At Sapphire Now 2021, SAP took pains to plot a way forward after COVID-19, mapping out a future of improved sustainability for itself, its customers and their global partners.
SAP went into its second virtual Sapphire Now conference with a tailwind: 15 months of a pandemic that proved remote work and e-commerce are not just viable, but in many cases preferable, thereby also demonstrating the indispensability of cloud computing.
The pandemic also showed once and for all just how interdependent the world's people and their economies are, and the fragility of supply chains when their links are broken by factory shutdowns, trade restrictions and lockdowns. The SAP Business Network, the biggest "new" thing to come out of Sapphire, was billed as a tool that could help inoculate SAP customers against similar threats and carry them through this suddenly digitally transformed landscape.
Is SAP Business Network really new?
The SAP Business Network is an amalgam of the SAP Ariba procurement network, SAP Logistics Business Network and SAP Asset Intelligence Network. If not exactly new, the network should bring new energy to SAP's push into environmental sustainability and its Rise with SAP cloud-migration service, both of which merited announcements of their own at Sapphire. Five new Rise offerings target vertical industries, including consumer products, utilities and automotive. Two new software packages help manage the sustainability elements of product design and lifecycle management, while a "control tower" application promises a commanding, end-to-end view of supply chains.
Together, these SaaS platforms and networks will bring customers and suppliers together in a community that spans 5.5 million organizations, according to SAP CEO Christian Klein.
But some analysts expressed a sense of deja vu, having heard similar pronouncements for SAP B2B networks at past Sapphires, and this month's unveiling was indeed short on specifics. SAP did say the dashboard for the SAP Business Network is available now, while integration of the three component networks will follow later this year.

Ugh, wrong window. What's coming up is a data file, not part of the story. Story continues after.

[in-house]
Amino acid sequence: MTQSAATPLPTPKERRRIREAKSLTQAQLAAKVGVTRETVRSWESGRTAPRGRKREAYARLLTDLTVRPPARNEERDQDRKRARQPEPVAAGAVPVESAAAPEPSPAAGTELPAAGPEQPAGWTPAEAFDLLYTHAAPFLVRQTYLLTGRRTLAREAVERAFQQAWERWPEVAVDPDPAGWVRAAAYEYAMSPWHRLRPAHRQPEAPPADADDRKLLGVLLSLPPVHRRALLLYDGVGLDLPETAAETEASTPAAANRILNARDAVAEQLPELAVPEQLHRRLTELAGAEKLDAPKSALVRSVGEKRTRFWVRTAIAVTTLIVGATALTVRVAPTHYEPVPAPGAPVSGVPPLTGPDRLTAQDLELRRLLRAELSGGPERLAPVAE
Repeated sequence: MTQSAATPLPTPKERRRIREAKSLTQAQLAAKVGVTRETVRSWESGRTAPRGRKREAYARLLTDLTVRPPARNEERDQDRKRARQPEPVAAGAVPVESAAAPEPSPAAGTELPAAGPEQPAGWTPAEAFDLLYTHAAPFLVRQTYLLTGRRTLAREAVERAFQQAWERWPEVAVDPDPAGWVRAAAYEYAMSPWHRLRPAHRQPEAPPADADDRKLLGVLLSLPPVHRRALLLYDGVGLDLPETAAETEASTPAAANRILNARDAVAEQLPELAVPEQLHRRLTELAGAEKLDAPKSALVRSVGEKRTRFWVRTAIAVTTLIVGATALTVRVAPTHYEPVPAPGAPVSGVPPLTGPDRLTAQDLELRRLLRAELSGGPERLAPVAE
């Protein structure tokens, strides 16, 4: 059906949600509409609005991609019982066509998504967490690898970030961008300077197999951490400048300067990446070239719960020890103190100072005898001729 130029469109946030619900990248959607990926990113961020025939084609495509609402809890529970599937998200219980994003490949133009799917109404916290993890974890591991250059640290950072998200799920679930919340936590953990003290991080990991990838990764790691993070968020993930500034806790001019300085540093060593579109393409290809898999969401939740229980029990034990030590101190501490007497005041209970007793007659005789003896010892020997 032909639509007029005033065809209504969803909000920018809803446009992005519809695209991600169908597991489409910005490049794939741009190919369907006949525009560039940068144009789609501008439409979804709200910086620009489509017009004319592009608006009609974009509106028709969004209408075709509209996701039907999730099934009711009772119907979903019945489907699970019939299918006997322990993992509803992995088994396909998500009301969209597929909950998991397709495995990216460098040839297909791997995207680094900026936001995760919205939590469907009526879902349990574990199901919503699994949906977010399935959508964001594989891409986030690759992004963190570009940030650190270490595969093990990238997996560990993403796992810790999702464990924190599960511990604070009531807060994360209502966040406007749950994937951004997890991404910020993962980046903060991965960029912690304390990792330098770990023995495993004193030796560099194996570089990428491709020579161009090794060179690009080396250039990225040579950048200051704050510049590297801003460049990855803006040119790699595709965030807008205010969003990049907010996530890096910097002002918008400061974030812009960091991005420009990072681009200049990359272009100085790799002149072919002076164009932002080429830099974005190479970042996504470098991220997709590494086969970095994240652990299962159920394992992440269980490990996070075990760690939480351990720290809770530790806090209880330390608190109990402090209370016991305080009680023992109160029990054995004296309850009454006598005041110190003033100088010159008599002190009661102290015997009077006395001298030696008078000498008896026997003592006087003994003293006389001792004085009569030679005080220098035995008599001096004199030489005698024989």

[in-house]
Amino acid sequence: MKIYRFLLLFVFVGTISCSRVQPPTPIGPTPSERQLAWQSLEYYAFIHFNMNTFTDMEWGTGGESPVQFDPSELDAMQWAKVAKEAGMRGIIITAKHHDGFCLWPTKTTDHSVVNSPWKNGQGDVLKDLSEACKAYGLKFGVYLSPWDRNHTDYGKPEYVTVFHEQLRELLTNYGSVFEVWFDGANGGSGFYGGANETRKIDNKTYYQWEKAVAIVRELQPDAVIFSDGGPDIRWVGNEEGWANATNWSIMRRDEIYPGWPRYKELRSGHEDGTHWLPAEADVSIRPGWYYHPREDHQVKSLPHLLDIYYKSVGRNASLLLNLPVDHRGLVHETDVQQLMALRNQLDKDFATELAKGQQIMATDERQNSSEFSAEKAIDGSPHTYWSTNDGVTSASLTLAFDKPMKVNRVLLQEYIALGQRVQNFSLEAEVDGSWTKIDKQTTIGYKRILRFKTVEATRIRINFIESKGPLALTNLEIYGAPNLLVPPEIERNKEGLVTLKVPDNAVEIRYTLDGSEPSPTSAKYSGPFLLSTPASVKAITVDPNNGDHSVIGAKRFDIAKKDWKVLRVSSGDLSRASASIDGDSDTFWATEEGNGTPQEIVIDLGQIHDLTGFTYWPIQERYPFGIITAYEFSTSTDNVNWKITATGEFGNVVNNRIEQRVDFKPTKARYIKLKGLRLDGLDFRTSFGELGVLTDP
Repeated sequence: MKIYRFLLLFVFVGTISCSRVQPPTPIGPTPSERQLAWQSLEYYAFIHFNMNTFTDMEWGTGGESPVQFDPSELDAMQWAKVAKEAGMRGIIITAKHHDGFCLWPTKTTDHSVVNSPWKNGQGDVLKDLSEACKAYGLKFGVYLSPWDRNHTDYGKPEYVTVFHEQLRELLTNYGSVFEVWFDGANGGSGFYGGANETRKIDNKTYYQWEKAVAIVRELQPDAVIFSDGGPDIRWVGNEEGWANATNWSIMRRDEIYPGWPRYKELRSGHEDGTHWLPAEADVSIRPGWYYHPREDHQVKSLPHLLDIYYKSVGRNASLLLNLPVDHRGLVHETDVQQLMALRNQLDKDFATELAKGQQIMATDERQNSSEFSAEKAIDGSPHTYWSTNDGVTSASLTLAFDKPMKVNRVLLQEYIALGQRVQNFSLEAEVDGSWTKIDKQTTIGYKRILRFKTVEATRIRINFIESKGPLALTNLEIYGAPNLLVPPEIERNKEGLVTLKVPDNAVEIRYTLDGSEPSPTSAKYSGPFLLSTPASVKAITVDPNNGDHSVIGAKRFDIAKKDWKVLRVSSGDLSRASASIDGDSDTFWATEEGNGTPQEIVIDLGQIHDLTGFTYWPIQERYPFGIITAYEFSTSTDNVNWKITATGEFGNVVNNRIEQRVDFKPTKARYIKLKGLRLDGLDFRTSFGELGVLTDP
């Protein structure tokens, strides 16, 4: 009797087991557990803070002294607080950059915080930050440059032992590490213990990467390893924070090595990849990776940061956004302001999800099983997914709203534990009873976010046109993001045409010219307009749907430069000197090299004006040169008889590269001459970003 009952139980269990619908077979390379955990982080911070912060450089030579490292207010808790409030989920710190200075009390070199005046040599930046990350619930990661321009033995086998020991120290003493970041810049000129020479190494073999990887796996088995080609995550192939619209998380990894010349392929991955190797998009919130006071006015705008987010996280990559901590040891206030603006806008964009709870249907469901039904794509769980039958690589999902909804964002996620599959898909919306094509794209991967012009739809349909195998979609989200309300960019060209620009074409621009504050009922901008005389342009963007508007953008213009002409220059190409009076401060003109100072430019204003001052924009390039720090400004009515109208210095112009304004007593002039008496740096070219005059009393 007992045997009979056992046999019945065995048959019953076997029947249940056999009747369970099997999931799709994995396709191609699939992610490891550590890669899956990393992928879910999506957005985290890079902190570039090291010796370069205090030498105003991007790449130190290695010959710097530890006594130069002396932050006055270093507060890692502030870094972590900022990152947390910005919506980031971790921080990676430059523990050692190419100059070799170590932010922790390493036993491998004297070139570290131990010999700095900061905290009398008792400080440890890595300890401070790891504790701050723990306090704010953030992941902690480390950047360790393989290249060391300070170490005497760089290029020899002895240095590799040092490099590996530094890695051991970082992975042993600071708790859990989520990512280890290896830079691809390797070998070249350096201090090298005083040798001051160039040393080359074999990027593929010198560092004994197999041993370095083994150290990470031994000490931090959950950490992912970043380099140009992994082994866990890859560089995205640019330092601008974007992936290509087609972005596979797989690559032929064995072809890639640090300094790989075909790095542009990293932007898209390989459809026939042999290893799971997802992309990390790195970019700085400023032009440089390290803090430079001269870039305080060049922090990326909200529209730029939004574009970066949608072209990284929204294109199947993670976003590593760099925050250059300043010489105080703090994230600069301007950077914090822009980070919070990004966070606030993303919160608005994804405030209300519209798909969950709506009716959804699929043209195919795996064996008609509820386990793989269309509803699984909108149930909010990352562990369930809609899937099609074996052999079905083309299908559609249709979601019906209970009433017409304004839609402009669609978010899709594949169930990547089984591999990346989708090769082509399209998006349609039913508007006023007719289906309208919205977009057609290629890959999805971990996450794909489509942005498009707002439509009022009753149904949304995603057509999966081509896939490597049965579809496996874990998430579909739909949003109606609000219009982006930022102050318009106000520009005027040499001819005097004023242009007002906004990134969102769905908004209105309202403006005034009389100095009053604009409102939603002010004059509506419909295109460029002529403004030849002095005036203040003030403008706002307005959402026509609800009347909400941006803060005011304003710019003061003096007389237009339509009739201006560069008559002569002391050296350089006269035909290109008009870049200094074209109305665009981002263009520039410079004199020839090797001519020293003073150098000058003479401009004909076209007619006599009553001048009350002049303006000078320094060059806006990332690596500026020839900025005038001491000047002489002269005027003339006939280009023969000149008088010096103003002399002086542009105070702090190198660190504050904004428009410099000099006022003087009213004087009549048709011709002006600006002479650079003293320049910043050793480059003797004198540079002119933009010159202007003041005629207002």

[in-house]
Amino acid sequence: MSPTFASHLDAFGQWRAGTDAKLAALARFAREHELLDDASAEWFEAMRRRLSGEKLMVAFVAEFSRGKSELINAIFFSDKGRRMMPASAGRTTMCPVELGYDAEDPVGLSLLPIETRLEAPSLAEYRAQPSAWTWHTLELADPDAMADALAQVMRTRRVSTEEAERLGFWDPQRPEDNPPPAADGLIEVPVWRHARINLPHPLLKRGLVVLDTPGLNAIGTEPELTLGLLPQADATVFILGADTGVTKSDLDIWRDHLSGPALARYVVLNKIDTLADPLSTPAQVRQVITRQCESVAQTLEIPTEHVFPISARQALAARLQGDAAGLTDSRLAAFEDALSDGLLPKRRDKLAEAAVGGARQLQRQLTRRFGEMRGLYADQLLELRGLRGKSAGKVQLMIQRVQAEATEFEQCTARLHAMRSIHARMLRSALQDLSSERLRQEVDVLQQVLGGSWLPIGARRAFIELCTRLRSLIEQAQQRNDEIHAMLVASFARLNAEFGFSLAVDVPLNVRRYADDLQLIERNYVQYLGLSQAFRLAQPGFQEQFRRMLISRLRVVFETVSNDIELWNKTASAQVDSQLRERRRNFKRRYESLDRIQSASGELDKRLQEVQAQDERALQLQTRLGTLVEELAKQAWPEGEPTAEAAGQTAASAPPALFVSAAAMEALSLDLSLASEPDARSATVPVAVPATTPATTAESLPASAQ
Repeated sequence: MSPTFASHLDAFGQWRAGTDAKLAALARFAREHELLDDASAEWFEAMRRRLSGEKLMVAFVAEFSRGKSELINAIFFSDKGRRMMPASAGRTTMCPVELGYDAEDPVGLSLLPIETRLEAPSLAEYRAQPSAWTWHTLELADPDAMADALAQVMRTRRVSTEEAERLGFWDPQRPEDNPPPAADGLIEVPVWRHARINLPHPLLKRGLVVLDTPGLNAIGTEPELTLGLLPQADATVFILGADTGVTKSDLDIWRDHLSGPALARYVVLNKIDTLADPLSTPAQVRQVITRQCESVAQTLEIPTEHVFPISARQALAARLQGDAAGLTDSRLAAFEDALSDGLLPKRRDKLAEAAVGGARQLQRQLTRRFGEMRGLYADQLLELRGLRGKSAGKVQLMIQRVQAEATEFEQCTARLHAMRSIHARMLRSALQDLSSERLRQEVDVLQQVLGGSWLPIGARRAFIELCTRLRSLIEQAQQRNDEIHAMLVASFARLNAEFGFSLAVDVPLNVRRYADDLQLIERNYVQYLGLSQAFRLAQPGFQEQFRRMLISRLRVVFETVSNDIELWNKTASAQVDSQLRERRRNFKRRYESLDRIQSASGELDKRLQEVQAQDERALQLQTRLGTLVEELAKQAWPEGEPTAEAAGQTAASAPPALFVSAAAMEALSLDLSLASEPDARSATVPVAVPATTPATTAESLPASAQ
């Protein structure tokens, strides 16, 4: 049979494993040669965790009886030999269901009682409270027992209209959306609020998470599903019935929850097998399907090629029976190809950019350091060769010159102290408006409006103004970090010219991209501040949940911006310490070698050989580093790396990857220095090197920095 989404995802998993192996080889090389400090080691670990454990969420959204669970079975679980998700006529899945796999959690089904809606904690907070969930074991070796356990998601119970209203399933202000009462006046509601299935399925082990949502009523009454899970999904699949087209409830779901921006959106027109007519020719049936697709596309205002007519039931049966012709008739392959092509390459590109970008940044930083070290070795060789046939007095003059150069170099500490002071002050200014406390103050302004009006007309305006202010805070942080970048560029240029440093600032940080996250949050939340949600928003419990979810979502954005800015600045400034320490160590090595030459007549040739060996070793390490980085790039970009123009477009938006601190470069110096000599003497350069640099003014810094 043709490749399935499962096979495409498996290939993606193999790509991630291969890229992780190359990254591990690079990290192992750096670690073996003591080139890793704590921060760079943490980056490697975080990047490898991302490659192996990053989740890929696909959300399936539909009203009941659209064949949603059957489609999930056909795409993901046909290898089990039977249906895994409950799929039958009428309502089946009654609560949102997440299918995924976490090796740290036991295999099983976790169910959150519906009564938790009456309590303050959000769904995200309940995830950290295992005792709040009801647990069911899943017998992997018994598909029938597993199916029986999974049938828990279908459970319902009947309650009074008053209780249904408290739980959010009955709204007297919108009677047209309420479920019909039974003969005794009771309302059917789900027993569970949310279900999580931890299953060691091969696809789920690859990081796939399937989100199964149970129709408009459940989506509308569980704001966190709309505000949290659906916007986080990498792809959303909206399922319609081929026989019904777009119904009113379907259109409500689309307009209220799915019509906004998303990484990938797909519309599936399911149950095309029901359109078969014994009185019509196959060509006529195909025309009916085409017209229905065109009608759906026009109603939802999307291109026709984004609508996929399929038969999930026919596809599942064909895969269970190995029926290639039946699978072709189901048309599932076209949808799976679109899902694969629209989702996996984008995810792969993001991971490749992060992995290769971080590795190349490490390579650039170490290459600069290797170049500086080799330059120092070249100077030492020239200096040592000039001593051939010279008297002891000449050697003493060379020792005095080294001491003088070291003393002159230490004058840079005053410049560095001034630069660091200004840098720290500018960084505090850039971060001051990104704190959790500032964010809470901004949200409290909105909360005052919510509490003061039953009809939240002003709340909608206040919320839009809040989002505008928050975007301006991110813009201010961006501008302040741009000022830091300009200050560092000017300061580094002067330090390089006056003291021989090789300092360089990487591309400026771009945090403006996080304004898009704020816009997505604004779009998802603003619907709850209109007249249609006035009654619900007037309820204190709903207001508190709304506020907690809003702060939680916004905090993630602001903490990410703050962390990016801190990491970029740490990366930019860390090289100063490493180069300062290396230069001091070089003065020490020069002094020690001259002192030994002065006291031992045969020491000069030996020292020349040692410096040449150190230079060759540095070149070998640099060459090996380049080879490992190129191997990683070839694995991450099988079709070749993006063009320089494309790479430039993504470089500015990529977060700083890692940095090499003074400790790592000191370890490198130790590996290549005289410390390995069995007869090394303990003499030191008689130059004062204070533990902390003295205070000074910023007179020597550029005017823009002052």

The carping is not unjustified. The sustainability theme echoed that of Sapphire Now 2020, Klein's first Sapphire as sole CEO. Back then, he set a new tone for SAP as a more forward-thinking company whose technology could serve a greater good. Unified networks of SAP-enabled intelligent enterprises would be the means.
With that history so recent, Klein's characterization of the SAP Business Network as the most important driver of the vendor's sustainability efforts is more aptly characterized as following through on a promise than setting a new direction. But follow-through has not always been a strength of tech vendors.
In a press and analyst Q&A, Klein expounded on these broader themes, stressing the importance of achieving "zero waste, zero emissions and zero inequality." He sounded genuine and passionate about using SAP technology to reach those perhaps unattainable goals.
On a more mundane level, the relaunched SAP Business Network serves as a new enticement for customers to move to the cloud -- in particular, to the SaaS version of the latest ERP platform, S/4HANA Cloud. It also bolsters SAP's pitch for its intelligent enterprise and business transformation offerings and lets it show progress in integrating the B2B networks it acquired.
SAP marketer-in-chief makes her debut
The conference was also noteworthy for the debut of Julia White, SAP's first-ever chief marketing and solutions officer. White introduced Klein during the opening keynote and was never far from the spotlight. She came to SAP just three months ago from the Azure division of Microsoft, which had been the primary partner in SAP's initial push in 2019 to make its software available on public-cloud hyperscale platforms. SAP has started to broaden the choices for customers, relegating Microsoft to a less lofty role -- that is, equal to competitors like Google Cloud Platform. At least, SAP executives appeared acutely aware of the leveling action during Sapphire, judging from their practiced responses to questions about the new Azure arrangement.
At several points, White suggested SAP needs to do a better job of blowing its own horn. "We've been largely talking to the world about the brand of SAP, but not necessarily the depth and the capability behind it," she said. Bringing those strengths to the forefront is clearly one of her mandates as SAP's newest messenger.
In fact, SAP now seems more determined to build on its strengths than to invent something new, but as its rhetoric about global communities and business networks suggests, sometimes putting together things that were formerly separate is the creative act. Some would argue it is how most innovations come to be.
In this podcast, Brian McKenna, business applications editor at ComputerWeekly, and Jim O'Donnell, news editor of SearchERP and I discussed SAP Business Network and other notable developments from Sapphire Now 2021.
To hear it, click on the podcast link above.